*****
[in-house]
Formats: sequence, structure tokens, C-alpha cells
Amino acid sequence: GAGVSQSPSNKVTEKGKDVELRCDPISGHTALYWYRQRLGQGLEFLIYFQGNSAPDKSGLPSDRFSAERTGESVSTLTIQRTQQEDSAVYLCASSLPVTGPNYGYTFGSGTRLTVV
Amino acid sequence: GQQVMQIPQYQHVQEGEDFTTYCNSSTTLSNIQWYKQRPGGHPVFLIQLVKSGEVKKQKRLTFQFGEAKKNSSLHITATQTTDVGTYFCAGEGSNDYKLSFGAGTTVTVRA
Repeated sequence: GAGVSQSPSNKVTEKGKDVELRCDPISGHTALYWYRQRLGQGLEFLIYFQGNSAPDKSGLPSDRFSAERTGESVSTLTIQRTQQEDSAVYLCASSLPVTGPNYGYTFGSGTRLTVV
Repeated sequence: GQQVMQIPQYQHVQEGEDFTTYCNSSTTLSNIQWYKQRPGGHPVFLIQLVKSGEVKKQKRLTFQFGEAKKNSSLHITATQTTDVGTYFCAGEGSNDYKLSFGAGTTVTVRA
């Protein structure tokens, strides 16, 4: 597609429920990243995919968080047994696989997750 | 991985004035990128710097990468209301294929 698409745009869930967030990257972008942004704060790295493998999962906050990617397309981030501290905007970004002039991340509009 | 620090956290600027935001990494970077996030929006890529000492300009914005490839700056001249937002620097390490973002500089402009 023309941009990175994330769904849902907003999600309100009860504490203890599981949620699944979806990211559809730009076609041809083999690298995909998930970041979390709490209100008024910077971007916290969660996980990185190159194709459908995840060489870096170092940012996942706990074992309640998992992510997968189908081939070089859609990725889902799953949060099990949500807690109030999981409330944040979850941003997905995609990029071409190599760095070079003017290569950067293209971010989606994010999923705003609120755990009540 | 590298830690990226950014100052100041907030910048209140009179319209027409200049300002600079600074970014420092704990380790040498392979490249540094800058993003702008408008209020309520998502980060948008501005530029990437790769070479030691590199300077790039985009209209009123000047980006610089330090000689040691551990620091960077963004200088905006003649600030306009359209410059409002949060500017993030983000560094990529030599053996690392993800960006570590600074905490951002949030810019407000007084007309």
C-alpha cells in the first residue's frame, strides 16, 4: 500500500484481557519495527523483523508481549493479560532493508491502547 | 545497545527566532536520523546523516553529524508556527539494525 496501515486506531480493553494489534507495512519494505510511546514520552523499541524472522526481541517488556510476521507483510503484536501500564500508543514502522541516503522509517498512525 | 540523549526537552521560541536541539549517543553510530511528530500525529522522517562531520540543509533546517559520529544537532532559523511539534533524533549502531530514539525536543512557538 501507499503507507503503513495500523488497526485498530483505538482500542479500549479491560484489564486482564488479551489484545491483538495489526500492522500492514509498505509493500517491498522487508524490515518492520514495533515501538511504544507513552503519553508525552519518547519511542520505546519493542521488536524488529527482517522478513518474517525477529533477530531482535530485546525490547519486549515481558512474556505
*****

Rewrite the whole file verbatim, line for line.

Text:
[in-house]
Formats: sequence, structure tokens, C-alpha cells
Amino acid sequence: GAGVSQSPSNKVTEKGKDVELRCDPISGHTALYWYRQRLGQGLEFLIYFQGNSAPDKSGLPSDRFSAERTGESVSTLTIQRTQQEDSAVYLCASSLPVTGPNYGYTFGSGTRLTVV
Amino acid sequence: GQQVMQIPQYQHVQEGEDFTTYCNSSTTLSNIQWYKQRPGGHPVFLIQLVKSGEVKKQKRLTFQFGEAKKNSSLHITATQTTDVGTYFCAGEGSNDYKLSFGAGTTVTVRA
Repeated sequence: GAGVSQSPSNKVTEKGKDVELRCDPISGHTALYWYRQRLGQGLEFLIYFQGNSAPDKSGLPSDRFSAERTGESVSTLTIQRTQQEDSAVYLCASSLPVTGPNYGYTFGSGTRLTVV
Repeated sequence: GQQVMQIPQYQHVQEGEDFTTYCNSSTTLSNIQWYKQRPGGHPVFLIQLVKSGEVKKQKRLTFQFGEAKKNSSLHITATQTTDVGTYFCAGEGSNDYKLSFGAGTTVTVRA
């Protein structure tokens, strides 16, 4: 597609429920990243995919968080047994696989997750 | 991985004035990128710097990468209301294929 698409745009869930967030990257972008942004704060790295493998999962906050990617397309981030501290905007970004002039991340509009 | 620090956290600027935001990494970077996030929006890529000492300009914005490839700056001249937002620097390490973002500089402009 023309941009990175994330769904849902907003999600309100009860504490203890599981949620699944979806990211559809730009076609041809083999690298995909998930970041979390709490209100008024910077971007916290969660996980990185190159194709459908995840060489870096170092940012996942706990074992309640998992992510997968189908081939070089859609990725889902799953949060099990949500807690109030999981409330944040979850941003997905995609990029071409190599760095070079003017290569950067293209971010989606994010999923705003609120755990009540 | 590298830690990226950014100052100041907030910048209140009179319209027409200049300002600079600074970014420092704990380790040498392979490249540094800058993003702008408008209020309520998502980060948008501005530029990437790769070479030691590199300077790039985009209209009123000047980006610089330090000689040691551990620091960077963004200088905006003649600030306009359209410059409002949060500017993030983000560094990529030599053996690392993800960006570590600074905490951002949030810019407000007084007309």
C-alpha cells in the first residue's frame, strides 16, 4: 500500500484481557519495527523483523508481549493479560532493508491502547 | 545497545527566532536520523546523516553529524508556527539494525 496501515486506531480493553494489534507495512519494505510511546514520552523499541524472522526481541517488556510476521507483510503484536501500564500508543514502522541516503522509517498512525 | 540523549526537552521560541536541539549517543553510530511528530500525529522522517562531520540543509533546517559520529544537532532559523511539534533524533549502531530514539525536543512557538 501507499503507507503503513495500523488497526485498530483505538482500542479500549479491560484489564486482564488479551489484545491483538495489526500492522500492514509498505509493500517491498522487508524490515518492520514495533515501538511504544507513552503519553508525552519518547519511542520505546519493542521488536524488529527482517522478513518474517525477529533477530531482535530485546525490547519486549515481558512474556505